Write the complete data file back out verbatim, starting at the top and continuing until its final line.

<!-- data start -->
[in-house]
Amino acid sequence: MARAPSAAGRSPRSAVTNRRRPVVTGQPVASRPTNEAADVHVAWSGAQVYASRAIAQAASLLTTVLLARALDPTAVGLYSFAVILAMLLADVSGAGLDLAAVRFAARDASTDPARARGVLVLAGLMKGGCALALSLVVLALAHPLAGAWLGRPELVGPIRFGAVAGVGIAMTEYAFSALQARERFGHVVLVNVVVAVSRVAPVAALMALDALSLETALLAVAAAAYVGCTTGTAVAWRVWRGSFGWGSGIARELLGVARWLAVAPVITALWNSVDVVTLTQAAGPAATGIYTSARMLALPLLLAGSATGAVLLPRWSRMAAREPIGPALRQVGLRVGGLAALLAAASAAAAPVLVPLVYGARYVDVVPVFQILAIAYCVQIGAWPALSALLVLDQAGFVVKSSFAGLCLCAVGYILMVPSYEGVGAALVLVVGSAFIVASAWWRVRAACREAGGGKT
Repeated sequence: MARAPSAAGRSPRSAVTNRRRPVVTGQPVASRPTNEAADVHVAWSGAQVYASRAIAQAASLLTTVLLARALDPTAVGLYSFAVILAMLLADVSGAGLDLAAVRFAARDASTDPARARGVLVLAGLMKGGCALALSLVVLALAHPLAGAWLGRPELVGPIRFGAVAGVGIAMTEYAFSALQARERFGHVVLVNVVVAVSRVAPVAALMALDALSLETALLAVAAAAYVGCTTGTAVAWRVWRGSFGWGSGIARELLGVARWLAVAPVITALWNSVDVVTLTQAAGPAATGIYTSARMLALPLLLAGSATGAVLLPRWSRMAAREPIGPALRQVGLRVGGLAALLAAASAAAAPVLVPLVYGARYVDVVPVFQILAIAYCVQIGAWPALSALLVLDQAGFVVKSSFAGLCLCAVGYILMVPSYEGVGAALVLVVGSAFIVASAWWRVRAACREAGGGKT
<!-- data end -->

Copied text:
[in-house]
Amino acid sequence: MARAPSAAGRSPRSAVTNRRRPVVTGQPVASRPTNEAADVHVAWSGAQVYASRAIAQAASLLTTVLLARALDPTAVGLYSFAVILAMLLADVSGAGLDLAAVRFAARDASTDPARARGVLVLAGLMKGGCALALSLVVLALAHPLAGAWLGRPELVGPIRFGAVAGVGIAMTEYAFSALQARERFGHVVLVNVVVAVSRVAPVAALMALDALSLETALLAVAAAAYVGCTTGTAVAWRVWRGSFGWGSGIARELLGVARWLAVAPVITALWNSVDVVTLTQAAGPAATGIYTSARMLALPLLLAGSATGAVLLPRWSRMAAREPIGPALRQVGLRVGGLAALLAAASAAAAPVLVPLVYGARYVDVVPVFQILAIAYCVQIGAWPALSALLVLDQAGFVVKSSFAGLCLCAVGYILMVPSYEGVGAALVLVVGSAFIVASAWWRVRAACREAGGGKT
Repeated sequence: MARAPSAAGRSPRSAVTNRRRPVVTGQPVASRPTNEAADVHVAWSGAQVYASRAIAQAASLLTTVLLARALDPTAVGLYSFAVILAMLLADVSGAGLDLAAVRFAARDASTDPARARGVLVLAGLMKGGCALALSLVVLALAHPLAGAWLGRPELVGPIRFGAVAGVGIAMTEYAFSALQARERFGHVVLVNVVVAVSRVAPVAALMALDALSLETALLAVAAAAYVGCTTGTAVAWRVWRGSFGWGSGIARELLGVARWLAVAPVITALWNSVDVVTLTQAAGPAATGIYTSARMLALPLLLAGSATGAVLLPRWSRMAAREPIGPALRQVGLRVGGLAALLAAASAAAAPVLVPLVYGARYVDVVPVFQILAIAYCVQIGAWPALSALLVLDQAGFVVKSSFAGLCLCAVGYILMVPSYEGVGAALVLVVGSAFIVASAWWRVRAACREAGGGKT